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China convicts 99% of defendants in criminal trials. Reversing a conviction is hard

A MARTÍNEZ, HOST:

China has a conviction rate of more than 99%. That means some people may be wrongfully convicted of crimes they did not commit. China's legal system has introduced reforms, but with limited effect. NPR's Emily Feng reports on one man's 20-year fight on China's death row. And a warning - this story includes descriptions of torture.

EMILY FENG, BYLINE: This month, a man named Yuan Weidong had his fourth trial on charges of murder. Twice courts in China's Hebei Province ruled the evidence presented against him was heavily flawed, and twice lower circuit courts retried him, found him guilty, and sentenced him to the death penalty again. Yuan was arrested in 2002 in a case that relies almost entirely on forced confessions.

LI JIE: (Speaking Mandarin).

FENG: This is Yuan's wife, Li Jie. She recounts seeing her husband about a month after he'd been arrested on suspicion of two clusters of murders. His face, she said, was unrecognizable from being beaten, his body misshapen. And then it was her turn to be questioned.

LI: (Speaking Mandarin).

FENG: Bright yellow - that was the color Li says she remembers. It was the color of the jacket she wore the day she was detained.

LI: (Speaking Mandarin).

FENG: Then she was repeatedly electrocuted by five officers, she recounted. They also beat her, forcing her to testify against her husband. When they released her 12 days later, that yellow coat was covered in blood, she said.

LV BAOXIANG: (Speaking Mandarin).

FENG: Upon hearing that his wife was being tortured, Yuan readily confessed, says this man, the only lawyer from their home province who would take their case. His name is Lv Baoxiang.

LV: (Speaking Mandarin).

FENG: Lv specializes in wrongful conviction cases, all of them based on forced confessions using electrocution.

LV: (Speaking Mandarin).

FENG: Yuan was later cleared of the first set of murders in 2009. And on the second set, Lv says he discovered what he thought was a watertight alibi. Yuan had gone to pay an agricultural tax at the time of those murders. There were tax officials who witness Yuan paying and a time-stamped payment receipt. Yet Yuan remains on death row. The original judge presiding over Yuan's case has actually been promoted. The Provincial Justice Ministry did not respond when NPR asked them for comment about Yuan's case. Chi Yin, a scholar at New York University's U.S.-Asia Law Institute who studies wrongful convictions, says Yuan's case persists despite legal reform since, including...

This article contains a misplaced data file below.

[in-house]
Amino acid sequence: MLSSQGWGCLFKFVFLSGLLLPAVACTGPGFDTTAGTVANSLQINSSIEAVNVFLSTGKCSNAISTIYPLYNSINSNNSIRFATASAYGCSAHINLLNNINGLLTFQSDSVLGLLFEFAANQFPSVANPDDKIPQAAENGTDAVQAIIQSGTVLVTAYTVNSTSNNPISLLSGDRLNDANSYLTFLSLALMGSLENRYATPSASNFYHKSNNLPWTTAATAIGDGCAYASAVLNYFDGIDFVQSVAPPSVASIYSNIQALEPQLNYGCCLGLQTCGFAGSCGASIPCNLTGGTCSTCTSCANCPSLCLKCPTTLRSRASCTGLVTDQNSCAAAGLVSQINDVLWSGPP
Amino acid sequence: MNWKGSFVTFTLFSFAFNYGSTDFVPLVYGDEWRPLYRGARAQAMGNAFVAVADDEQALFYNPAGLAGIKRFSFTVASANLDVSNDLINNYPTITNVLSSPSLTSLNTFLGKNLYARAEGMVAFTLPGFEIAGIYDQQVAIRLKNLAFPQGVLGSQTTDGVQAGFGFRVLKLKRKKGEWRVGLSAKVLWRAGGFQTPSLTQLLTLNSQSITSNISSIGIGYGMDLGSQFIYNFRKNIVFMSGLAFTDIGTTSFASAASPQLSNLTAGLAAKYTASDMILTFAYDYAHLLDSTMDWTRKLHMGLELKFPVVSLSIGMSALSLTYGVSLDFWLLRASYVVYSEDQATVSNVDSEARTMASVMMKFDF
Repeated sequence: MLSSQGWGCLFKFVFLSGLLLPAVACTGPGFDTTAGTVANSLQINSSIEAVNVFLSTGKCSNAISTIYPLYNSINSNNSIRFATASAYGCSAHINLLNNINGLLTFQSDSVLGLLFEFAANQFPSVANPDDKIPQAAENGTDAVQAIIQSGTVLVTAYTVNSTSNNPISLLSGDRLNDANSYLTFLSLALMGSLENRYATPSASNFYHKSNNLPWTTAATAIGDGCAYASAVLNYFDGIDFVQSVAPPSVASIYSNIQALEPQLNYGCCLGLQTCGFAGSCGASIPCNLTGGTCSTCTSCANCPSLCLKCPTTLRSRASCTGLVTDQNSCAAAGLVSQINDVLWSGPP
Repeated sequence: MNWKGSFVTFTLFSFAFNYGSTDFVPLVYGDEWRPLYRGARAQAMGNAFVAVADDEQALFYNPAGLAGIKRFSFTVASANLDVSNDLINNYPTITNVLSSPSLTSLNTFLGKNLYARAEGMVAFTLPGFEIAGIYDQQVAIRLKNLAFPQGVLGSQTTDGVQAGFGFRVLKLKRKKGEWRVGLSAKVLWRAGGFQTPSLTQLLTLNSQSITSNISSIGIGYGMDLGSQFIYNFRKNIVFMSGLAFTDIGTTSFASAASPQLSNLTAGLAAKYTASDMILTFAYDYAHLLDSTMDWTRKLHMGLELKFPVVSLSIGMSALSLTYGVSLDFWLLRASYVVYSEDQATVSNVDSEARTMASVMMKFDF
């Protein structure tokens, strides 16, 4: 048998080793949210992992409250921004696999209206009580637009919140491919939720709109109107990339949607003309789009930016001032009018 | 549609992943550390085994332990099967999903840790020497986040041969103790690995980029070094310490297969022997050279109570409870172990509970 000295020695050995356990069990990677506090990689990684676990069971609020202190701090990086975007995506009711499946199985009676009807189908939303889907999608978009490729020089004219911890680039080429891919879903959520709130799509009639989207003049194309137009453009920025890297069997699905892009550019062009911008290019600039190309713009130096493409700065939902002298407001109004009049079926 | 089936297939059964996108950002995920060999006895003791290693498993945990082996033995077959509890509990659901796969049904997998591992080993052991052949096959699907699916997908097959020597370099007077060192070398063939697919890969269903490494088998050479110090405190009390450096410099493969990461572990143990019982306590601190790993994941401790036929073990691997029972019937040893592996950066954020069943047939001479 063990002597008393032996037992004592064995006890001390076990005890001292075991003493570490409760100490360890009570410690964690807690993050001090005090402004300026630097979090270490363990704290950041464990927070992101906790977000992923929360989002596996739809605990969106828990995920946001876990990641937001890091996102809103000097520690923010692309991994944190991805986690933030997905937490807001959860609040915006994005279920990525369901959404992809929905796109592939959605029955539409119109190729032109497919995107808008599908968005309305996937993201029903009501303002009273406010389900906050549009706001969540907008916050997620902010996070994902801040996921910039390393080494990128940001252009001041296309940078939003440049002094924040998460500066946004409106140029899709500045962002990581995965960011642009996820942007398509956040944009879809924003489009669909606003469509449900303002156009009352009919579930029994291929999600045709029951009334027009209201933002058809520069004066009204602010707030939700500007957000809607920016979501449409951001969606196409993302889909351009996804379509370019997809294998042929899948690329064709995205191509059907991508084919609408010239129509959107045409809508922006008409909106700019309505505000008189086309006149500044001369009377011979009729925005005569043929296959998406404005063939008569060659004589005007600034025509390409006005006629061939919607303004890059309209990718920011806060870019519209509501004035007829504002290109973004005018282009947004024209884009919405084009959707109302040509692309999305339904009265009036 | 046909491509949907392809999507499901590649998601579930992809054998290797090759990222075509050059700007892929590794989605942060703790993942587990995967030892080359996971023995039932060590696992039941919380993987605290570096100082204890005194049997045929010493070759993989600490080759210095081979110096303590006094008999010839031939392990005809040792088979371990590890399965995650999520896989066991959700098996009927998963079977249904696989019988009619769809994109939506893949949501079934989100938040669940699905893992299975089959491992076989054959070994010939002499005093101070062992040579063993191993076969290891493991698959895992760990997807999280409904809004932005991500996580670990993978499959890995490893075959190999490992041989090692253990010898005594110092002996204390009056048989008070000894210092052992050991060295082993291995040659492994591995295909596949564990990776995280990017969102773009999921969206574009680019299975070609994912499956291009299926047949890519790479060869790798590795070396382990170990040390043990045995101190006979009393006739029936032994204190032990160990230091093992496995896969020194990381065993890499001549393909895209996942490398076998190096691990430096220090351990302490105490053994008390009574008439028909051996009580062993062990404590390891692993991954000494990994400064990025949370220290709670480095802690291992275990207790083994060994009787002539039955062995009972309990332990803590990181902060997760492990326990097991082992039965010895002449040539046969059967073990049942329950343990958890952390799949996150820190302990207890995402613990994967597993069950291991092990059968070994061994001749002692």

CHI YIN: 2012, requiring video recording of interrogation from the beginning to the end.

FENG: Being able to exclude evidence illegally gathered, including from torture. China now says it has about eight to 900 retrials a year. In one notable case, a court paid out compensation for mental trauma to a man exonerated from his life sentence after the alleged victim walked back to his village alive and well. This is all encouraging says Chi Yin, but she says overturning previous wrongful convictions is still difficult.

CHI: Usually when there's lots of pressure to admit to a mistake, people's reactions is not to admit it.

FENG: And Yuan's case remains beset by legal difficulties. After more than 20 years on death row, Yuan is in poor health and suffering from stomach cancer. Police have lost most of the original evidence. Lv, his original lawyer, has retired, and his current lawyer joined last minute after their previous lawyer was disbarred for representing other human rights cases.

WANG XING: (Speaking Mandarin).

FENG: Wang Xing, the current lawyer, told NPR right after the trial this month that one of their key witnesses did show up, despite earlier state intimidation not to. So he's optimistic the court may clear Yuan. Now, the court is deliberating, and the Yuan family is hoping the fourth time is the charm.

Emily Feng, NPR News. Transcript provided by NPR, Copyright NPR.

NPR transcripts are created on a rush deadline by an NPR contractor. This text may not be in its final form and may be updated or revised in the future. Accuracy and availability may vary. The authoritative record of NPR’s programming is the audio record.

Emily Feng is NPR's Beijing correspondent.